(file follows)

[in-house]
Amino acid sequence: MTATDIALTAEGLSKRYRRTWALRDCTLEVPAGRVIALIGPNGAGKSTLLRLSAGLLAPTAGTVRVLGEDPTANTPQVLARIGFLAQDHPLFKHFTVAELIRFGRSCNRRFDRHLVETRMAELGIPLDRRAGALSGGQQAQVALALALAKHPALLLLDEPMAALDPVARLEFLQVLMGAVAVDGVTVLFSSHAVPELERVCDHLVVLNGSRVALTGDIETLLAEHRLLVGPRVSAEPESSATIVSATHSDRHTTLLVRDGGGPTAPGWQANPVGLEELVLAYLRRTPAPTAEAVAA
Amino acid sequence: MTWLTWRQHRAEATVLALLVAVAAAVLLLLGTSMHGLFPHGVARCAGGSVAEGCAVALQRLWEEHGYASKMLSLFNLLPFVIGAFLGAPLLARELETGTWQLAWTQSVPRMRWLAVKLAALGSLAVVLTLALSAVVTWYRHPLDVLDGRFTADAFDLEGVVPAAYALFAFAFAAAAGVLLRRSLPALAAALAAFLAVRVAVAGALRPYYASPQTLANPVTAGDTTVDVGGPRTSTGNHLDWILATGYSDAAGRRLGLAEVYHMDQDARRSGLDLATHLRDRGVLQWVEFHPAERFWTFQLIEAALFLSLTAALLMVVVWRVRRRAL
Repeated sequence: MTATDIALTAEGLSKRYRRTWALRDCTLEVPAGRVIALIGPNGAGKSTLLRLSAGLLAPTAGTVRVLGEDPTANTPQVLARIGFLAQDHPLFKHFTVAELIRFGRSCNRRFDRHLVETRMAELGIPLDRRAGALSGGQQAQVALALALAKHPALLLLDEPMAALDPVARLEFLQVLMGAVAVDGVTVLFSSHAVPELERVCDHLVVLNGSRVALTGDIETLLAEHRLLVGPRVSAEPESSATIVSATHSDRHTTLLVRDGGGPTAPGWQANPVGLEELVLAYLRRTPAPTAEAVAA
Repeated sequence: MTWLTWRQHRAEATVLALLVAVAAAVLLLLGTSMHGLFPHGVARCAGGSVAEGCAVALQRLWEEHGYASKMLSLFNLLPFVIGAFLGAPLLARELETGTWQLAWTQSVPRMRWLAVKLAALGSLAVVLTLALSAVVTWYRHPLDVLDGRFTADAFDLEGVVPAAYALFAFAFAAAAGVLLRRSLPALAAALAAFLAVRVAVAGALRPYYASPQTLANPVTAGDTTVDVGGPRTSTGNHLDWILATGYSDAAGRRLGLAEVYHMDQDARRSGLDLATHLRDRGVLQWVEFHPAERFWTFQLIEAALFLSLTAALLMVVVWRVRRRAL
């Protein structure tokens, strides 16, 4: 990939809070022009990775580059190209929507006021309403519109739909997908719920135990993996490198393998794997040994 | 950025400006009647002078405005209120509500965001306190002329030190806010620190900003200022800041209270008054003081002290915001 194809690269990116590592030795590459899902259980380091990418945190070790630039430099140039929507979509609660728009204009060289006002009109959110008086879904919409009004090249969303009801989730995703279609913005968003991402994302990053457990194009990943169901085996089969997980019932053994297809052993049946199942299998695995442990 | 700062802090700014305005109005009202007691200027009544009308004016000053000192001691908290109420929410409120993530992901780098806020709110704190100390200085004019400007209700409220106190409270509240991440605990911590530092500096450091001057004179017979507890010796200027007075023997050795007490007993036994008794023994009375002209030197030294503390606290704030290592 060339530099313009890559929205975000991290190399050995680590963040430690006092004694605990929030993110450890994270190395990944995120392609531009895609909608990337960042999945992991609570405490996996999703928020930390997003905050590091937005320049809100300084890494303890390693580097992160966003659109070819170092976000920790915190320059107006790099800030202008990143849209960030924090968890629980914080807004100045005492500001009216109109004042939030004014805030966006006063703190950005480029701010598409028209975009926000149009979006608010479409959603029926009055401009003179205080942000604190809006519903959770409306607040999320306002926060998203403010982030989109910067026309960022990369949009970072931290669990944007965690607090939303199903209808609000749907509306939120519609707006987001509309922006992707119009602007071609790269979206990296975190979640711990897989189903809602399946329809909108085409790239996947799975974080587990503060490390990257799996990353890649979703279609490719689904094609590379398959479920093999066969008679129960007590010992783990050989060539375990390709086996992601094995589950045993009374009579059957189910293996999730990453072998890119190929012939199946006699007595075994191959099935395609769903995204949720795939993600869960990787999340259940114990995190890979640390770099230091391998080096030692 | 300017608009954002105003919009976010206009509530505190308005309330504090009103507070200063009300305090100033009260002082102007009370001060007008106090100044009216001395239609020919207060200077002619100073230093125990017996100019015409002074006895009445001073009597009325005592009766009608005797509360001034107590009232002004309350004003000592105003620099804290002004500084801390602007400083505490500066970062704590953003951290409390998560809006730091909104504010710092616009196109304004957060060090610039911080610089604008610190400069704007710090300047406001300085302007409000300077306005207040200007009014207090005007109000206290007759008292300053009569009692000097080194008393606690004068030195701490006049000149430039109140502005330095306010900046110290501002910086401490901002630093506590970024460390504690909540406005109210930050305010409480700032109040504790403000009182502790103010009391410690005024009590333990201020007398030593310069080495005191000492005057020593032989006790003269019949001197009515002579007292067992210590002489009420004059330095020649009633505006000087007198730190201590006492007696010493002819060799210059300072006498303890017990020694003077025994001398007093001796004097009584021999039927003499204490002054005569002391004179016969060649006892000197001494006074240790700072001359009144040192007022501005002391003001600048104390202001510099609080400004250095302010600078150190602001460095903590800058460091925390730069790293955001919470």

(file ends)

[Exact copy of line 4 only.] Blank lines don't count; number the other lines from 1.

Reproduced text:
Repeated sequence: MTATDIALTAEGLSKRYRRTWALRDCTLEVPAGRVIALIGPNGAGKSTLLRLSAGLLAPTAGTVRVLGEDPTANTPQVLARIGFLAQDHPLFKHFTVAELIRFGRSCNRRFDRHLVETRMAELGIPLDRRAGALSGGQQAQVALALALAKHPALLLLDEPMAALDPVARLEFLQVLMGAVAVDGVTVLFSSHAVPELERVCDHLVVLNGSRVALTGDIETLLAEHRLLVGPRVSAEPESSATIVSATHSDRHTTLLVRDGGGPTAPGWQANPVGLEELVLAYLRRTPAPTAEAVAA